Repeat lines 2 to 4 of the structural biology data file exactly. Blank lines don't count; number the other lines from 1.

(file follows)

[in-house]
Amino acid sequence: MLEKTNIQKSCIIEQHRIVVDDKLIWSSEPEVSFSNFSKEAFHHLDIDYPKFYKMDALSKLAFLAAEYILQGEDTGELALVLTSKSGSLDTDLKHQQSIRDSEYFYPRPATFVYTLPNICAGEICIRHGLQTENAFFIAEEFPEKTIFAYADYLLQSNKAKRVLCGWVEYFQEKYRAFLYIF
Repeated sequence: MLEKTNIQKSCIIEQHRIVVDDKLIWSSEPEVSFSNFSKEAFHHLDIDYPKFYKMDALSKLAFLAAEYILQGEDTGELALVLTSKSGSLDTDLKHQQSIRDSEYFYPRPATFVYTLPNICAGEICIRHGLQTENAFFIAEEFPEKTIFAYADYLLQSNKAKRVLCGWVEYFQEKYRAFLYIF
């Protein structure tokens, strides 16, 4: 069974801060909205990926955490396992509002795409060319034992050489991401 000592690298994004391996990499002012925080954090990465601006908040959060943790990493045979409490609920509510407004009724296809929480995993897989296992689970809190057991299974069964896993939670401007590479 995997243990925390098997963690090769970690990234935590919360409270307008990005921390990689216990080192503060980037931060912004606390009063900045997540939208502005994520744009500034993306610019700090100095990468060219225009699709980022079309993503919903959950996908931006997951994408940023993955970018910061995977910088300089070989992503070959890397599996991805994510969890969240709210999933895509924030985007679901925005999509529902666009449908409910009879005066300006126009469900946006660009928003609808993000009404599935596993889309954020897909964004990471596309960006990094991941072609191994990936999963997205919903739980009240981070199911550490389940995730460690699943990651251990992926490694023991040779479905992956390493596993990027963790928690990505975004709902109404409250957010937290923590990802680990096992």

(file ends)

Amino acid sequence: MLEKTNIQKSCIIEQHRIVVDDKLIWSSEPEVSFSNFSKEAFHHLDIDYPKFYKMDALSKLAFLAAEYILQGEDTGELALVLTSKSGSLDTDLKHQQSIRDSEYFYPRPATFVYTLPNICAGEICIRHGLQTENAFFIAEEFPEKTIFAYADYLLQSNKAKRVLCGWVEYFQEKYRAFLYIF
Repeated sequence: MLEKTNIQKSCIIEQHRIVVDDKLIWSSEPEVSFSNFSKEAFHHLDIDYPKFYKMDALSKLAFLAAEYILQGEDTGELALVLTSKSGSLDTDLKHQQSIRDSEYFYPRPATFVYTLPNICAGEICIRHGLQTENAFFIAEEFPEKTIFAYADYLLQSNKAKRVLCGWVEYFQEKYRAFLYIF
């Protein structure tokens, strides 16, 4: 069974801060909205990926955490396992509002795409060319034992050489991401 000592690298994004391996990499002012925080954090990465601006908040959060943790990493045979409490609920509510407004009724296809929480995993897989296992689970809190057991299974069964896993939670401007590479 995997243990925390098997963690090769970690990234935590919360409270307008990005921390990689216990080192503060980037931060912004606390009063900045997540939208502005994520744009500034993306610019700090100095990468060219225009699709980022079309993503919903959950996908931006997951994408940023993955970018910061995977910088300089070989992503070959890397599996991805994510969890969240709210999933895509924030985007679901925005999509529902666009449908409910009879005066300006126009469900946006660009928003609808993000009404599935596993889309954020897909964004990471596309960006990094991941072609191994990936999963997205919903739980009240981070199911550490389940995730460690699943990651251990992926490694023991040779479905992956390493596993990027963790928690990505975004709902109404409250957010937290923590990802680990096992």